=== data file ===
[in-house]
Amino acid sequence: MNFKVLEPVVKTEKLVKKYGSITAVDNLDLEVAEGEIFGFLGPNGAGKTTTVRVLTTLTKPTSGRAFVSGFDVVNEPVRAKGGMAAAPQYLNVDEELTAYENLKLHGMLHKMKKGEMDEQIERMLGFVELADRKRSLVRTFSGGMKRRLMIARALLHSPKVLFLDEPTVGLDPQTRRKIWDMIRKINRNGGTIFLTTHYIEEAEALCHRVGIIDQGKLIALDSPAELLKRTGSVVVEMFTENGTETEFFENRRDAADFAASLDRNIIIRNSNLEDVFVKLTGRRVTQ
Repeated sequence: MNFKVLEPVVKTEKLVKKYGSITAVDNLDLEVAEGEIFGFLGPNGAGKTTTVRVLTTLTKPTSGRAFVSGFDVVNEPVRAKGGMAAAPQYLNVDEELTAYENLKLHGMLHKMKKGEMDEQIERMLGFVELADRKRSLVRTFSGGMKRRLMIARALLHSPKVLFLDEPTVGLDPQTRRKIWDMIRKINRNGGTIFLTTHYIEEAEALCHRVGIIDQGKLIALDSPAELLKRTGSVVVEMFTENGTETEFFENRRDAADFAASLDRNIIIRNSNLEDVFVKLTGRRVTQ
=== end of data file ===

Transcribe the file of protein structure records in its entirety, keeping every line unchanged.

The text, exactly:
[in-house]
Amino acid sequence: MNFKVLEPVVKTEKLVKKYGSITAVDNLDLEVAEGEIFGFLGPNGAGKTTTVRVLTTLTKPTSGRAFVSGFDVVNEPVRAKGGMAAAPQYLNVDEELTAYENLKLHGMLHKMKKGEMDEQIERMLGFVELADRKRSLVRTFSGGMKRRLMIARALLHSPKVLFLDEPTVGLDPQTRRKIWDMIRKINRNGGTIFLTTHYIEEAEALCHRVGIIDQGKLIALDSPAELLKRTGSVVVEMFTENGTETEFFENRRDAADFAASLDRNIIIRNSNLEDVFVKLTGRRVTQ
Repeated sequence: MNFKVLEPVVKTEKLVKKYGSITAVDNLDLEVAEGEIFGFLGPNGAGKTTTVRVLTTLTKPTSGRAFVSGFDVVNEPVRAKGGMAAAPQYLNVDEELTAYENLKLHGMLHKMKKGEMDEQIERMLGFVELADRKRSLVRTFSGGMKRRLMIARALLHSPKVLFLDEPTVGLDPQTRRKIWDMIRKINRNGGTIFLTTHYIEEAEALCHRVGIIDQGKLIALDSPAELLKRTGSVVVEMFTENGTETEFFENRRDAADFAASLDRNIIIRNSNLEDVFVKLTGRRVTQ